Friday, September 1, 2017

Easy and Quick Chopped Salad

I first had a real Chopped Salad at a pot-luck, made by my friend Lindy, who I knew in High school but didn't see again until about 5 or 6 years ago. It was great. I had no idea why I never saw or heard of chopped salad before. I love being able to put a huge salad in my bowl and eat it with a spoon. :-) I'm posting this here because a couple people asked me for the recipe (such as it is).

One of my friends teases me that I "don't like salad" because I never order it in restaurants. That's because the lettuce is always in giant pieces so it's hard to eat without getting salad dressing on my face. I like salad, just not wearing it!

I searched for recipes for Chopped Salad, and then realized why I never had one: none of the recipes were appetizing to me, often consisting primarily of things I either can't eat or just don't like. Also, many of the recipes were way too much trouble - I'm basically very lazy about food.

You might look at this and say that ingredients like Cruciferous Crunch, shredded carrots, and broccoli slaw are already prepared and ready to eat. Yes, but, they are not chopped. I eat my chopped salad with a soup spoon - the pieces have to be small.

So this is my own easy version made with things I like! I probably never make it exactly the same way twice, but this is the basic version. Almost everything is from Trader Joe's:
  • 1 bag Cruciferous Crunch, chopped
  • 1 bag shredded carrots - 10 oz, chopped
  • 1 box grape or sugar plum tomatoes 1 lb - cut each in half
  • 1 bag sliced mushrooms, chopped (10 oz bag)
  • 1 cup (approx) unsalted toasted sunflower seeds

Protein Add-ins, pick one (or mix & match):
  • One carton of TJ Fresh mozzarella Ciliegine, drained, cut each in half (these are little balls about an inch or so in diameter)
  • 4 - 6 chopped hard-boiled eggs
  • 1 to 1 1/2 cups chopped chicken

Something a little sweet (optional):
  • 4 - 6 oz chopped dried cherries (TJ has some with no sugar added)
  • 1/2 - 1 cup raisins or other chopped fruit.

I mix all of this together in a large bowl. It makes a *lot*; pretty much fills a 1 gallon zip-lock baggie. Sometimes I add dressing when I mix it all up, but usually I wait and put dressing on when I eat it. I eat from a huge bowl (Chinese restaurant soup bowl) and I get 4 - 5 hearty servings.

Dressings (my favs):
  • TJ Cilantro
  • TJ Pear Vinaigrette
  • Panera Fuji apple dressing
  • Ranch dressing (I only like this when there's eggs and no fruit)

Serving time:
  • If there is no dried fruit, I sometimes chop a half or even a whole fresh apple.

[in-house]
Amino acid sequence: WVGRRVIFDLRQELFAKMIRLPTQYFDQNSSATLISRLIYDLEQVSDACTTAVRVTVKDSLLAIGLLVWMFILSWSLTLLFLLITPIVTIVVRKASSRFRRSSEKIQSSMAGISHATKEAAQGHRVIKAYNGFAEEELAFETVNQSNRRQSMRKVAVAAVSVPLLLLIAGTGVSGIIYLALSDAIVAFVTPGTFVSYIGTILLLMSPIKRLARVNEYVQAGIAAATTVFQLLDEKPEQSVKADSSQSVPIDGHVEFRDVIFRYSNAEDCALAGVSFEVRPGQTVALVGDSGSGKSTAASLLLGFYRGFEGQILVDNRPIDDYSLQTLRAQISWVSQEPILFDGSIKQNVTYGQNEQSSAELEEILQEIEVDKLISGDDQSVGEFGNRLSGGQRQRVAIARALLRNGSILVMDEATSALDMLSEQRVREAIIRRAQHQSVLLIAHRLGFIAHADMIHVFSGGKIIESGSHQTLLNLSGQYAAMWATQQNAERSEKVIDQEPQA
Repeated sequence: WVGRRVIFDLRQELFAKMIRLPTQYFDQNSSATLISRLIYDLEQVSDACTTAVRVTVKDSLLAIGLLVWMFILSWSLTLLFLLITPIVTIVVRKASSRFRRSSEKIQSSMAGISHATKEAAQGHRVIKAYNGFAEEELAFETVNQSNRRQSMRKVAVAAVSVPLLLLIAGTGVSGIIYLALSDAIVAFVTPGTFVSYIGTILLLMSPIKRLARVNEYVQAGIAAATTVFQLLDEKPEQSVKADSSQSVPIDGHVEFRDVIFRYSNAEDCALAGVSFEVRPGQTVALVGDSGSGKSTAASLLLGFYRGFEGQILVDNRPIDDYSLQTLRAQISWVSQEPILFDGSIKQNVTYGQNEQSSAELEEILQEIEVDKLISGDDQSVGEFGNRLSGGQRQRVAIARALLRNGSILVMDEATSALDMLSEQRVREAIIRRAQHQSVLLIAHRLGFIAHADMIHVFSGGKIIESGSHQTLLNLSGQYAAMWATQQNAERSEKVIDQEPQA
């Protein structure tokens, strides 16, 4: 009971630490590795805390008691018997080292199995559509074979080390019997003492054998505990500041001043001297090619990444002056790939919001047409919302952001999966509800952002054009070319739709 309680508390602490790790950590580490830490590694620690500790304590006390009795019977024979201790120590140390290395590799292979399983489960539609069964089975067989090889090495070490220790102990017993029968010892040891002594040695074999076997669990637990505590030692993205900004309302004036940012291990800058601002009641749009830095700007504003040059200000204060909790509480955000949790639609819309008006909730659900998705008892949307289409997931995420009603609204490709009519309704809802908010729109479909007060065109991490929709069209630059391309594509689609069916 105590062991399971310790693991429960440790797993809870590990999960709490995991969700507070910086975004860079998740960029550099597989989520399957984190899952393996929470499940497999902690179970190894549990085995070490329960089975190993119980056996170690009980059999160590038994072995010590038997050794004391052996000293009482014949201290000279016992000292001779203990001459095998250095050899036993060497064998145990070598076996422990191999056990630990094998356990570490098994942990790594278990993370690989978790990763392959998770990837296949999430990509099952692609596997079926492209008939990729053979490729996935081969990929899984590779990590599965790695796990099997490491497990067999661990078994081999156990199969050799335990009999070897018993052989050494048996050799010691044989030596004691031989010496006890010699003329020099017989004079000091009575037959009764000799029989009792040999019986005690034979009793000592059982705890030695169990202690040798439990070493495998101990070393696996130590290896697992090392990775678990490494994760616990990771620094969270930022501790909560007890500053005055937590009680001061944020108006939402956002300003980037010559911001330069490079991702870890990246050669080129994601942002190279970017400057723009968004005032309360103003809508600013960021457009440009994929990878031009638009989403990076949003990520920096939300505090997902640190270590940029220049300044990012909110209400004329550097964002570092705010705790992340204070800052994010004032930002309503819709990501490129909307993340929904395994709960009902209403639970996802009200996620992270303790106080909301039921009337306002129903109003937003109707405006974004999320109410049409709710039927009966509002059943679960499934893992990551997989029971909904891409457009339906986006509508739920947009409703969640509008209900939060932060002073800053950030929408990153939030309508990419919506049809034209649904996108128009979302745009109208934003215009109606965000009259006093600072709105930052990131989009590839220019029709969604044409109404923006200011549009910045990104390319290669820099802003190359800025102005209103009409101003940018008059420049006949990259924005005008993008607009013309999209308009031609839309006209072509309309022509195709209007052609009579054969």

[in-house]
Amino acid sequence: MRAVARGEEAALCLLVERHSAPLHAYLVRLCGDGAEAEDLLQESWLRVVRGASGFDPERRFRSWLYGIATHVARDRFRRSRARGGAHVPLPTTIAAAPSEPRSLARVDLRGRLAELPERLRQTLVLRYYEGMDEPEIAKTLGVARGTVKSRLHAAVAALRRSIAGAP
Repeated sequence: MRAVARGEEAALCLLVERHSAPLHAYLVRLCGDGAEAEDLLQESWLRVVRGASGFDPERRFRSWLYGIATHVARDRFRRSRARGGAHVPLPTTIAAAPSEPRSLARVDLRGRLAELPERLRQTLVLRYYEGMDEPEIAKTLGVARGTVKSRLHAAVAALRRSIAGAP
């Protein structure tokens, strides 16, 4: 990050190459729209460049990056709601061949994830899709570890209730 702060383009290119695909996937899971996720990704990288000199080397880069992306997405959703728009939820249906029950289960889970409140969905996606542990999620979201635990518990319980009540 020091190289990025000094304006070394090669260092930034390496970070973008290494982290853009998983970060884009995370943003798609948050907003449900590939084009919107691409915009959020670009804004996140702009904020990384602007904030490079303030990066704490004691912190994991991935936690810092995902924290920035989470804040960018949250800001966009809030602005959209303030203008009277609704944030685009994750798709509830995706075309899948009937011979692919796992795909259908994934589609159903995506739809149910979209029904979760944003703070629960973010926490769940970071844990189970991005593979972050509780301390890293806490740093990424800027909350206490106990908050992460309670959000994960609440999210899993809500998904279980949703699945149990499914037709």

• Sprinkle a little shredded cheese (TJ Quatro fromaggio is good) or parmesan flakes [what's up with parmesan flakes? What's wrong with shredded parmesan?]
  • Some fresh HB egg if no egg already. OK, I'm weird, I like HB eggs.

Other additives/alternatives sometimes:
  • Toasted sliced almonds, pumpkin seeds, or pignolias
  • TJ has some sweet/spicy pecans I sometimes chop and throw in.
  • Have extended it with a can of garbanzo beans (Lindy uses black beans too). I imagine peas and/or corn would also be good.
  • Would be good with some avocado mixed in at last minute
  • Shredded or chopped bacon
  • Chopped/sliced olives if you like them.
  • I've made it with broccoli slaw + red cabbage slaw mix instead of Cruciferous crunch
  • I've also made it with spinach or spring lettuce mix

Sunday, April 29, 2012


I've been doing Zentangle® for a little more than a year, but hadn't done it for a while and recently took 2 great classes from Jennifer Van Pelt at The Stamp Addict. Learned some new tangle patterns and got some review and a new perspective on a few that I tried to learn in the past, but was unhappy with my results. I've done some ATCs with Zentangle and talked a little bit on my ATC blog about how relaxing it is. Honestly, it is much easier than it looks!

Here are a few more of my recent Zentangles.

Wednesday, April 4, 2012

Etegami Papers

These are the papers that I bought from last fall for use in Etegami (Japanese postcard paintings). They are postcard size (Japanese postcard size, which is a good size). They vary in the amount of "bleed" (nijimi) they have. Thanks to Dosanko Debbie for an explanation of the difference between absorbency and bleed! They were called Akashiya postcard size paper at Jetpens, which meant I didn't find them until just before they stopped selling them, because I was searching for "etegami". The ones I bought were AO-35L, AO-40L, and AO-50L (highest nijimi). They also carried AO-30L, the least nijimi. More bleed is preferable to many who have managed to practice enough to deal with the water. Heh. Mottoes from my Chinese brush painting days: Water is like a good friend you can't trust. Be brave but be careful.

Jetpens no longer carries these papers and my only option for buying paper for Etegami is now a 2 to 3 hour drive to a Japanese stationery store in LA, or ordering them directly from Japan, which makes the cost prohibitive for a small order. I'm sure other people out there have an even more difficult time acquiring paper for etegami. I have made a request at Jetpens in their Product Request form for them to bring back these papers or something equivalent. 

A friend purchased these papers at a Japanese stationery store, but I don't know if they're good for Etegami or not; she hasn't tried them. Update: Dosanko Debbie reports that these are OK for etegami, with the left being ordinary paper, and the right a higher quality. Thanks Debbie!

UPDATE: As of August 2012, Jetpens is carrying Etegami papers again!

Friday, August 12, 2011

Weekday Sketchcrawl - 8/12/11

The San Diego Sketchcrawlers (Weekday Edition) met today in Balboa Park - where else?  Our group consisted of Rachel, Kathy, Linda, Stephen and myself. We met in the Zoro Butterfly Garden, which is tucked away between the Reuben H. Fleet Science Center and the San Diego History Center. The garden started out as a sunken stone grotto that was designed as a nudist colony during the 1935 California-Pacific Exposition.  You can find more info about the garden at the Balboa Park website and the San Diego History Center. Thanks to Rachel for the history and  links. It is now a butterfly garden with plants and conditions conducive to the life cycle of butterflies. It was a lovely cool morning there. Most of the pictures have larger versions if you click on them.